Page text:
Where are all the entry-level jobs?


Maybe you noticed my absence. Well, I can’t say that I had a good reason for it; after all there’s always a lot going on that deserves some writing about. After saying goodbye to New York (for now…), I was job-hunting – a term that sounds much more active than it feels, considering that in reality most of it is passive waiting for response – and worrying about the future, which is actually much more energy- and time-consuming than I anticipated.

As a side job – just for fun (and to be sure to know every detail about the applications I sent out when in rare cases contacted months later by some HR person) – I kept a personal record of my applications. Obviously, those records, which cover four months of intense job search and three months during which I job-hunted “at the side,” are not representative at all. Back in Germany – and having found a job – I wanted to leave this whole time behind me. However, a lot of my friends are currently in the same position as I was a couple of months ago, which brought me back to writing this post after all. It will probably not be the most rigid analysis of the matter and is largely based on my own experiences, but I’ll try to draw some broader lines and questions which I think are relevant to the topic. In general, it is more of a contribution to a growing body of material that’s out there, and which helped me personally a lot during my time of ‘job-hunting’ just by providing the feeling that we’re not alone in this – and that exactly that is actually the (systemic part of the) problem.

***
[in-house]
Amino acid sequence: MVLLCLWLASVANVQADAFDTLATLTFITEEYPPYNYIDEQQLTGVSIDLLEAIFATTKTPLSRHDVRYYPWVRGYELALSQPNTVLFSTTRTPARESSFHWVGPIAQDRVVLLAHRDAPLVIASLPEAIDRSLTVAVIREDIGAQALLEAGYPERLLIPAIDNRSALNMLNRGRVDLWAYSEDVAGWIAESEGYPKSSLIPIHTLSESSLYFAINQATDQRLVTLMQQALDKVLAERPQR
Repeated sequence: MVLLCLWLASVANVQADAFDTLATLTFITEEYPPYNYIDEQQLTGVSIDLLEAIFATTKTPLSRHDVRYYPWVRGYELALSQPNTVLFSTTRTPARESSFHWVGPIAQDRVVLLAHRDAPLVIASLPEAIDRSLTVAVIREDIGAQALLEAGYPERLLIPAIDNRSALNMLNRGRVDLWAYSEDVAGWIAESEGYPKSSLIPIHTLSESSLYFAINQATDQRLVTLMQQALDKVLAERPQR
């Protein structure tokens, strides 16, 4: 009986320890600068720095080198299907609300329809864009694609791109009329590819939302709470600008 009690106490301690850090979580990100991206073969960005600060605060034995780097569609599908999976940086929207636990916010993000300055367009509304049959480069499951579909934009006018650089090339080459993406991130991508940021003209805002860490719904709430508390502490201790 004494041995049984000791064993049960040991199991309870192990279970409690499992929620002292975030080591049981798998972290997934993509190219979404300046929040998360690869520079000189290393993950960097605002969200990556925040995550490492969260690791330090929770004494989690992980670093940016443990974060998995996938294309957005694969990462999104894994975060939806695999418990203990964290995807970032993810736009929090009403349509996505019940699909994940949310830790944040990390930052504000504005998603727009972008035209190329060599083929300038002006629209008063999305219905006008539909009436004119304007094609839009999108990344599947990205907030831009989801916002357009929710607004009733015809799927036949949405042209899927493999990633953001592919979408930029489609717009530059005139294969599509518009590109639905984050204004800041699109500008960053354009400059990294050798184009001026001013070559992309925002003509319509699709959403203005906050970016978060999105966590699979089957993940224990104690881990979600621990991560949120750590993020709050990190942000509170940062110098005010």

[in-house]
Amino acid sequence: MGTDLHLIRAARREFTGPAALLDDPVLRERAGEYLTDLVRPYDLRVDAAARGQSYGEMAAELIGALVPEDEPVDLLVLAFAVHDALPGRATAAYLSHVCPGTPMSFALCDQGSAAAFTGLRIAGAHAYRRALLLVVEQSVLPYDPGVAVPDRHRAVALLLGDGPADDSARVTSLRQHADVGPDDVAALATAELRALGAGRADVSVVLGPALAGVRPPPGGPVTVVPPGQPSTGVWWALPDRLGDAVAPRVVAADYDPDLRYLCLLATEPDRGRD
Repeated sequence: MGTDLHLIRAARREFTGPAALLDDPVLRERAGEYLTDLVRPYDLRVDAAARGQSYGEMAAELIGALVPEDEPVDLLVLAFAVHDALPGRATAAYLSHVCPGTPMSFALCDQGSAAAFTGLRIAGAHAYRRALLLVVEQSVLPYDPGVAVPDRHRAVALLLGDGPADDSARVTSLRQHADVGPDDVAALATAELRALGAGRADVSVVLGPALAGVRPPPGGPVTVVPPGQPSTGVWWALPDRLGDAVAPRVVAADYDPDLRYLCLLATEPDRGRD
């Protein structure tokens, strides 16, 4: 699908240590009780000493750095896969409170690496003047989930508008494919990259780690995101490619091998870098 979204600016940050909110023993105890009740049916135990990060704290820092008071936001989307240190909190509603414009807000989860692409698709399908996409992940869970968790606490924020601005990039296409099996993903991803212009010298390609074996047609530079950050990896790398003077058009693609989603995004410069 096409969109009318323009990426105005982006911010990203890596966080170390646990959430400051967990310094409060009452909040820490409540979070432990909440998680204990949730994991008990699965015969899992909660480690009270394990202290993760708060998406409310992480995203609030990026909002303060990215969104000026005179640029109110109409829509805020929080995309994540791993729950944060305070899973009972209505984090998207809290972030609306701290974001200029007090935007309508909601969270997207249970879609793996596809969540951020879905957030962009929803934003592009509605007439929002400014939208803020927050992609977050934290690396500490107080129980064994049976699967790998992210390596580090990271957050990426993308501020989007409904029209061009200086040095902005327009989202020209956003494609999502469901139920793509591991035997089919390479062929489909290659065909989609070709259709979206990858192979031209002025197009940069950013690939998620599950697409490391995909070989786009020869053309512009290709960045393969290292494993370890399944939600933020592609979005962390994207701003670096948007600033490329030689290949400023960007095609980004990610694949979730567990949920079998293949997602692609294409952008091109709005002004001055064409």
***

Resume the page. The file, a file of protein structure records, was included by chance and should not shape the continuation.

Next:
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NGOs that do nothing and other absurdities

“Anyone working in international development for non-governmental organizations (NGOs) over the past few years has likely had the following experience:

Working for or interacting with NGOs (such a broad category that it encompasses all manner of organizations) that serve no apparent purpose”. (africasacountry.com)

The introductory sentences are from an article featuring a new TV-series about an “NGO that does nothing”. In an interview, published on the blog “Africa is a country”, whose philosophy is about empowering the continent from within[1], the director announces the subject of the first season being about the NGO applying for a huge grant. In episode 2 they are looking for an acronym before having decided about the project’s topic.

Since this is a comedy series, it is of course highly exaggerated, but nevertheless the abovementioned quote is picking on some weak points, rubbing salt in the wounds, (or whatever you want to call it) of the critique on NGOs and foreign (humanitarian) intervention(s).

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